Gary McHale is back in the news and in Cayuga Court along with plaintiffs Randy Fleming, Doug Fleming and Jacob Van Halteren, all members of CANACE (Canadian Advocates for Charter Equality) a Caledonia citizens group formed following the Caledonia/Douglas Creak standoff of 2006.
CANACE believes the OPP has discriminated against them in their demonstrations and a number of staged provocations they have conducted against Six Nations land protectors.
CANACE is a group of around a dozen Caledonia area individuals who have alleged that they were targeted by police at demonstrations on Argyle Street and upon the land in question which was purchased by the Province, to relieve the tensions of the 2006 to 2007 stand offs, while Six Nations land protectors were favoured by police. The incidents specifically named are dated between 2009 to 2011.
Randy Fleming claims he was permanently injured by police during an unlawful arrest and won a judgment worth close to $300,000.
The charge of “two-tier justice” or race-based policing, with themselves as the ones treated unevenly by police while “natives” got away with everything from assault, to theft of an American police vehicle and files on some members of Six Nations participating in the reclamation, have been trumpeted by this group since then.
However, more than 100 charges were laid against Six Nations land protectors, who have served jail time and fines for incidents including all of those incidents listed by McHale’s group.
Members of CANACE have been arrested and charged with various charges related to instigation and provocative demonstrations threatening the peace at what is now known as Kanonhstaton, a name given the former Douglas Creek by the Six Nations, a Mohawk word meaning “the protected place.”
It seems the CANACE group have turned their sights away from the reclamation of the Douglas Creek Estates (DCE) housing development itself and have since taken the OPP to task for, “allowing” it to happen by not going into the DCE with force and physically removing the land protectors.
An attempt was made April 20th of 2006 to remove the land protectors but was turned back by thousands of unarmed Six Nations residents. Today there is one house on the property, which is occupied by a few Six Nations residents to maintain their possession of the site. An iron fence has been installed around the perimeter of the site, by Six Nations, as well as a gate has been installed at the entrance.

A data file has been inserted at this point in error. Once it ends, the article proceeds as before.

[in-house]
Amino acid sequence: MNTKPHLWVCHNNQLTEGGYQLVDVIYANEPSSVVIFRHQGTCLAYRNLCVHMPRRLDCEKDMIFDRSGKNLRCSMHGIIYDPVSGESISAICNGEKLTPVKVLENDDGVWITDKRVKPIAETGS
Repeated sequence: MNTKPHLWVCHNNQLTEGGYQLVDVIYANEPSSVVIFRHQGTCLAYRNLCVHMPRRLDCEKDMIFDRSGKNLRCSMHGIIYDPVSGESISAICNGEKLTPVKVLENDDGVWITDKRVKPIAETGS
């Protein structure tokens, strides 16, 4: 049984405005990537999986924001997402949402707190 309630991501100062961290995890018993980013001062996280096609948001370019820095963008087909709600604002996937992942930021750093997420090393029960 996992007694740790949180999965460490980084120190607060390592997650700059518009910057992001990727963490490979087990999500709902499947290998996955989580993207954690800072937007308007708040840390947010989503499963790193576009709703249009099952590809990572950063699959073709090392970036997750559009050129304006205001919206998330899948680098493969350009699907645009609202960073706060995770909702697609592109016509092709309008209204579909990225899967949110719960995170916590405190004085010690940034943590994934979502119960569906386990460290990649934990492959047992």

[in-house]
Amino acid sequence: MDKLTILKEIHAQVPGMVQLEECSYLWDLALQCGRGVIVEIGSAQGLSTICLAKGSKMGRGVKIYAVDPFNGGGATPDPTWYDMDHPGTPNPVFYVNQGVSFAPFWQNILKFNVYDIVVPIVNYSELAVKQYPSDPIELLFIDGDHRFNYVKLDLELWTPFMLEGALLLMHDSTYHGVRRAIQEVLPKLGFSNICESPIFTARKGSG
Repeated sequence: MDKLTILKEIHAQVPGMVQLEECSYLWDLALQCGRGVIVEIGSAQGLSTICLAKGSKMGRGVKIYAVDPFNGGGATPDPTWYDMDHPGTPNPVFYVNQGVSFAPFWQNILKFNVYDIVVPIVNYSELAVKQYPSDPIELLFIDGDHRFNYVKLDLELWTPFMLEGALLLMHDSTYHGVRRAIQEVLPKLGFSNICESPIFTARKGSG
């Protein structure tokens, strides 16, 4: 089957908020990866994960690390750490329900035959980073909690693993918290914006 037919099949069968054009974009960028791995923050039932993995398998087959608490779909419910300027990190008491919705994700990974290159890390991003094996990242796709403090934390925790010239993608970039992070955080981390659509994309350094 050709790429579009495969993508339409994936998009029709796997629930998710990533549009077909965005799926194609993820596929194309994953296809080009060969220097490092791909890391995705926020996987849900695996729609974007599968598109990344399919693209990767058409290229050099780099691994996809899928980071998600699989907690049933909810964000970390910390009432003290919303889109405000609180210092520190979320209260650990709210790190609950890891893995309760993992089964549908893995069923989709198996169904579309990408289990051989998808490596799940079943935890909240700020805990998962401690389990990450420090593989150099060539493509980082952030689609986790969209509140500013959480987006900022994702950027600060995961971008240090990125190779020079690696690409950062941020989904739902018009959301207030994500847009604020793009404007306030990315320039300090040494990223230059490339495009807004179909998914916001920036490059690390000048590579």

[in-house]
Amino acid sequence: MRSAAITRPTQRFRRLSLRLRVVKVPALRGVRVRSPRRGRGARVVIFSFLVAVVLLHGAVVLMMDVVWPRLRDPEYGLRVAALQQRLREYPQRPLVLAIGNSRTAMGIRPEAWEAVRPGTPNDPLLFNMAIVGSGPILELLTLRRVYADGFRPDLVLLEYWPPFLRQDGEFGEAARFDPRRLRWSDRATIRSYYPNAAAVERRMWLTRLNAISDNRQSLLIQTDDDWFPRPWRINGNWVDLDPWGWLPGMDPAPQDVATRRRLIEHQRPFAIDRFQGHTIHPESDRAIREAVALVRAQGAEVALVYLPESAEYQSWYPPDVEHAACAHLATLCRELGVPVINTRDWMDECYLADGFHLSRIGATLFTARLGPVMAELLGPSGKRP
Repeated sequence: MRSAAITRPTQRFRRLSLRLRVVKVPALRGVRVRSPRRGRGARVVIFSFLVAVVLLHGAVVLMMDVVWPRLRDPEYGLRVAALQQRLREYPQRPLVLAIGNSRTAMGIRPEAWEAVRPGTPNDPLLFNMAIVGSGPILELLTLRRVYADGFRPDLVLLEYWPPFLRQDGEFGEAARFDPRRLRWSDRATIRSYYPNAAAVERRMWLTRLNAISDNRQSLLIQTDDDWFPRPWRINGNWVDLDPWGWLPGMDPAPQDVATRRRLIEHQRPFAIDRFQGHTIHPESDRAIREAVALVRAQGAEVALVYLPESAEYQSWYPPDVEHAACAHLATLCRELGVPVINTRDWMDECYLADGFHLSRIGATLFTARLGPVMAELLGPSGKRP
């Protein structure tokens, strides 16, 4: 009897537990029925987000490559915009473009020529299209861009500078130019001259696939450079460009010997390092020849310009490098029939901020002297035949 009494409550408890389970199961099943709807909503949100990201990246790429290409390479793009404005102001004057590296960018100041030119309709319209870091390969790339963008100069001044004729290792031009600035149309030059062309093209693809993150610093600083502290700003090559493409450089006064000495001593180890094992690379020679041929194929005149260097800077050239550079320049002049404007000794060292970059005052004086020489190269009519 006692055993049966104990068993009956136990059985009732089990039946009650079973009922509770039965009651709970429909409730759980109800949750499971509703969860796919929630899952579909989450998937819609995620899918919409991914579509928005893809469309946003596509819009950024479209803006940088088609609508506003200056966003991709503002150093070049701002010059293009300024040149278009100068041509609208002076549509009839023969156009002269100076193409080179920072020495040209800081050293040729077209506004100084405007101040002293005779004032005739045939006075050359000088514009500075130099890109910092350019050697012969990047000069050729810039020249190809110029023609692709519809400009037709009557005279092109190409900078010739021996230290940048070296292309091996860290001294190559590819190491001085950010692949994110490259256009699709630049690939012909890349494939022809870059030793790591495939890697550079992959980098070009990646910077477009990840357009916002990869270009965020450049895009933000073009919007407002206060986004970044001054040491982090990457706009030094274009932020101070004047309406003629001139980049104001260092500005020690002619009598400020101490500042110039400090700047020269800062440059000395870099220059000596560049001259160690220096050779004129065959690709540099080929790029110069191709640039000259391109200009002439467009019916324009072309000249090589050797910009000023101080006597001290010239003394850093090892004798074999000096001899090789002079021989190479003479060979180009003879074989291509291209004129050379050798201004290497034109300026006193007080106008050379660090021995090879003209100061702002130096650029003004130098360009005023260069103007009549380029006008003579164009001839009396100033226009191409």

The housing project was shut down by Six Nations and allies claiming the land along Highway 6, formerly known as the Plank Road, was never properly surrendered for sale, and never adhered to conditions of what they believe was a lease. It is part of a registered land claim filed by Six Nations in the late 1980s and early 1990s. The federal government has sidestepped the claim since then, but the claim is still on file and active.
The plaintiffs are suing members of the OPP, for a long list of charges, including wrongful arrest, malice and abuse of process, according to File No: CV-14-50, being heard at the Cayuga Court House. Earlier this month, the case was remanded to December, or early 2017.
The plaintiffs are representing themselves in court with McHale taking the lead role. Many of their allegations are based on their interpretation of the Canadian Charter of Rights and Freedoms.
Named in the claim are OPP commissioner Chris Lewis, Sergeant Ben Gutenberg, inspector Phil Carter, Superintendent John Cain, and Her Majesty the Queen in Right of Ontario.
McHale and the others are asking a total of $17 million in damages. McHale is claiming $2.5 million, Van Halteren claims $2.5 million, Randy Fleming and his brother Doug Fleming are seeking $6 million each in damages. All are also seeking $500,000 in punitive damages.
McHale and the others are claiming racial prejudice against while people and favouritism toward Six Nations.
He claims the OPP were afraid to do anything to force evacuation of the site in light of the results and recommendations of the Dudley George inquiry where an unarmed land protector was shot and killed by an overzealous police officer during a similar protest over ownership of a former Canadian military base and park at Ipperwash.
An amended statement of claim was presented to the court in mid-July after the Crown refused a number of articles in the original statement of claim. The parties were to have met in court in October, however, the case was remanded to late December after both parties claimed they needed more time to prepare their case.
Although the Court refused 29 articles in the Statement of Claim, more than 90 still remain in the 31-page statement of claim. Scheduling issues may move the date into the new year.